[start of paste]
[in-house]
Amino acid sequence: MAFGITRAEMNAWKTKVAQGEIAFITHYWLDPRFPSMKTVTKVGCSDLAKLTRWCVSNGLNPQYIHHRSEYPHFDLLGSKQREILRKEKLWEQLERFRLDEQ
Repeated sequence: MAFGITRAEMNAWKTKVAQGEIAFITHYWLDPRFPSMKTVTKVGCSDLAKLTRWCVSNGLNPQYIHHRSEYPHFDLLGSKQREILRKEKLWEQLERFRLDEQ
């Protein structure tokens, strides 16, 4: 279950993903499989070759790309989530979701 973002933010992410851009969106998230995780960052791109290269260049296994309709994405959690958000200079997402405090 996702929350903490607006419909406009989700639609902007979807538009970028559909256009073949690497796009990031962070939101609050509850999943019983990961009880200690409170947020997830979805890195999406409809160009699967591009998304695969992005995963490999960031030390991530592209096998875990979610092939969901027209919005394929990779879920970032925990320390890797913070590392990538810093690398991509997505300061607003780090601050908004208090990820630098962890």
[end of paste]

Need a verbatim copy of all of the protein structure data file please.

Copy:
[in-house]
Amino acid sequence: MAFGITRAEMNAWKTKVAQGEIAFITHYWLDPRFPSMKTVTKVGCSDLAKLTRWCVSNGLNPQYIHHRSEYPHFDLLGSKQREILRKEKLWEQLERFRLDEQ
Repeated sequence: MAFGITRAEMNAWKTKVAQGEIAFITHYWLDPRFPSMKTVTKVGCSDLAKLTRWCVSNGLNPQYIHHRSEYPHFDLLGSKQREILRKEKLWEQLERFRLDEQ
């Protein structure tokens, strides 16, 4: 279950993903499989070759790309989530979701 973002933010992410851009969106998230995780960052791109290269260049296994309709994405959690958000200079997402405090 996702929350903490607006419909406009989700639609902007979807538009970028559909256009073949690497796009990031962070939101609050509850999943019983990961009880200690409170947020997830979805890195999406409809160009699967591009998304695969992005995963490999960031030390991530592209096998875990979610092939969901027209919005394929990779879920970032925990320390890797913070590392990538810093690398991509997505300061607003780090601050908004208090990820630098962890």